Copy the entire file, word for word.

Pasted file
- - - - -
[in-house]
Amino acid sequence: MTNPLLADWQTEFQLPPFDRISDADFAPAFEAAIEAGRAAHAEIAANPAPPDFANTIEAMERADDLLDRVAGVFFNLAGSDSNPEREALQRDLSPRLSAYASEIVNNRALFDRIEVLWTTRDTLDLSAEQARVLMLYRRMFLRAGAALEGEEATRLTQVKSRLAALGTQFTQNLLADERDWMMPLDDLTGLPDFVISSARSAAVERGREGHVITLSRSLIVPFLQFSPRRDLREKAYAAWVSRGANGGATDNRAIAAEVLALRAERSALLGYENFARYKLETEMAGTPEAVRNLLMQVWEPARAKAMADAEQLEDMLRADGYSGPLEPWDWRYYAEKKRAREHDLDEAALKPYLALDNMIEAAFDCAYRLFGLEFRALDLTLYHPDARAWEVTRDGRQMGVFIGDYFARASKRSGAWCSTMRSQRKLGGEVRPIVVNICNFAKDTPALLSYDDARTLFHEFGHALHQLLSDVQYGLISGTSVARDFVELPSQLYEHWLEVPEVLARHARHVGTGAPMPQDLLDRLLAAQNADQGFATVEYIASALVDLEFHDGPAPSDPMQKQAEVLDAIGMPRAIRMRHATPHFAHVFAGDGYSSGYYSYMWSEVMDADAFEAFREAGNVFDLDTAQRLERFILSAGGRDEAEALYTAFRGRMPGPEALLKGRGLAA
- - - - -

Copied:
[in-house]
Amino acid sequence: MTNPLLADWQTEFQLPPFDRISDADFAPAFEAAIEAGRAAHAEIAANPAPPDFANTIEAMERADDLLDRVAGVFFNLAGSDSNPEREALQRDLSPRLSAYASEIVNNRALFDRIEVLWTTRDTLDLSAEQARVLMLYRRMFLRAGAALEGEEATRLTQVKSRLAALGTQFTQNLLADERDWMMPLDDLTGLPDFVISSARSAAVERGREGHVITLSRSLIVPFLQFSPRRDLREKAYAAWVSRGANGGATDNRAIAAEVLALRAERSALLGYENFARYKLETEMAGTPEAVRNLLMQVWEPARAKAMADAEQLEDMLRADGYSGPLEPWDWRYYAEKKRAREHDLDEAALKPYLALDNMIEAAFDCAYRLFGLEFRALDLTLYHPDARAWEVTRDGRQMGVFIGDYFARASKRSGAWCSTMRSQRKLGGEVRPIVVNICNFAKDTPALLSYDDARTLFHEFGHALHQLLSDVQYGLISGTSVARDFVELPSQLYEHWLEVPEVLARHARHVGTGAPMPQDLLDRLLAAQNADQGFATVEYIASALVDLEFHDGPAPSDPMQKQAEVLDAIGMPRAIRMRHATPHFAHVFAGDGYSSGYYSYMWSEVMDADAFEAFREAGNVFDLDTAQRLERFILSAGGRDEAEALYTAFRGRMPGPEALLKGRGLAA